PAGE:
New York University's independent student newspaper, established in 1973.

Washington Square News

New York University's independent student newspaper, established in 1973.

Washington Square News

New York University's independent student newspaper, established in 1973.

Washington Square News

Review: ‘Deeper Well’ is the embodiment of emotional spring cleaning

Country singer Kacey Musgraves’ sixth studio album, “Deeper Well,” returns to the artist’s roots with refreshing clarity.
Kacey Musgraves released her sixth studio album, “Deeper Well,” on March 15, 2024. (Courtesy of Kelly Christine Sutton)

Margaret Atwood was right — divorce is like amputation. It’s clearing out to start anew, and Kacey Musgraves’ new album is the perfect soundtrack to start the process. The record, with its therapeutic and honest feel, exemplifies country music at its finest.

On March 15, Musgraves released her highly anticipated sixth studio album, “Deeper Well.” The introspective record consists of 14 tracks in which she reflects on how she has grown through emotional upheaval, including moving homes and falling in love again after her recent divorce.

Musgraves began her career by self-releasing three studio albums. In some aspects, “Deeper Well” is reminiscent of these simplistic earlier tracks, as it has a very back-to-basics feel. The instrumentation throughout the record is soft, often including just light piano or discreet guitar. Musgraves’ airy vocal performance fits effortlessly into the record. The minimal production allows her reflective lyrics to pull at listeners’ heartstrings, creating a dream-like experience.

The song “Moving Out” is a prime example of Musgraves’ rumination. Accompanied by soft drums and guitar, she sings about the process of moving out of her home and recounts her memories of her time living there. Despite the specificity of the memories making them unique to her, the song expresses the universally applicable pain of having to let go of a home: “And even though I feel excited / I’m kinda sad we’re leavin’.” This line, like the rest of the song, is simple, yet still effective in capturing the complex emotional experience of moving.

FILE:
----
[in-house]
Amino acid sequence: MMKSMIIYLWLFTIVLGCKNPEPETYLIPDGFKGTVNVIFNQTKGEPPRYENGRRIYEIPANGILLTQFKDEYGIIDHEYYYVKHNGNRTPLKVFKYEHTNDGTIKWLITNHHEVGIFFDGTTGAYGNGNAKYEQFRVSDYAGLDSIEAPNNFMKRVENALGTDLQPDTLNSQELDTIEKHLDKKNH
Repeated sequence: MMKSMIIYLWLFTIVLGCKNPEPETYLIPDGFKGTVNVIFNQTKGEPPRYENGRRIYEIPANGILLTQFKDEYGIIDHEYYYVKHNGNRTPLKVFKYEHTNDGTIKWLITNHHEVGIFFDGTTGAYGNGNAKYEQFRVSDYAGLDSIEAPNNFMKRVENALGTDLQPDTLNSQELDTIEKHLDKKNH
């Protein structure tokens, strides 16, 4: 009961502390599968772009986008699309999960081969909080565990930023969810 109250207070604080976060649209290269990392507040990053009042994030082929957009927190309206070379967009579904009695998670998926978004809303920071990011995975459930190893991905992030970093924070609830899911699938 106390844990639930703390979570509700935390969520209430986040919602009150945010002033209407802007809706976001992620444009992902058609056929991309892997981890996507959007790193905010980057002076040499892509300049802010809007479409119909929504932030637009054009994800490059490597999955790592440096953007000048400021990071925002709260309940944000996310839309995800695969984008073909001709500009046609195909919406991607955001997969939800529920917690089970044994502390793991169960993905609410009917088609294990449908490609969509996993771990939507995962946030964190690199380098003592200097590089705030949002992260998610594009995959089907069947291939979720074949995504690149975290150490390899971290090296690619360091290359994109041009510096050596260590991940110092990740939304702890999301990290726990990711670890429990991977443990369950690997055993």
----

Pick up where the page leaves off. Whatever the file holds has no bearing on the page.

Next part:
“Jade Green” contains some of Musgraves’ best vocals. In the track, she layers harmonies over her original melody, which create a dreamy essence. She references a bracelet that she always keeps with her. The entire performance, especially the layered harmonies and bright instrumentals, is very reminiscent of Fleetwood Mac’s early works.

Throughout the album, Musgraves has several revelations that help her move forward from her past. In “Nothing to be Scared Of,” the last song on the album, she sings, “I’ve got my own patterns / Maybe, I can stop them.” It’s the perfect culmination of her album’s message. She’s speaking with her listeners casually, offering advice directly to them. She’ll say, “Come to me and drop your bags / And I’ll help you unpack them,” but then flip the script a verse later, with lyrics like, “I’ll come to you and drop my bags / And you’ll help me unpack them.” This sentiment gracefully brings the record full circle — Musgraves has recognized that we all have baggage, and that we must help one another lighten the load. It’s a graceful end to a reflective album.

“Deeper Well” is a simple reminder that there is “nothing to be scared of” when making a change. She has a dedicated fan base for a reason — her consistent production of heartfelt and honest country music. Musgraves’ newest record teaches its listeners to embrace change and is a must-listen as spring begins to blossom.

Contact Skylar Boilard at [email protected].

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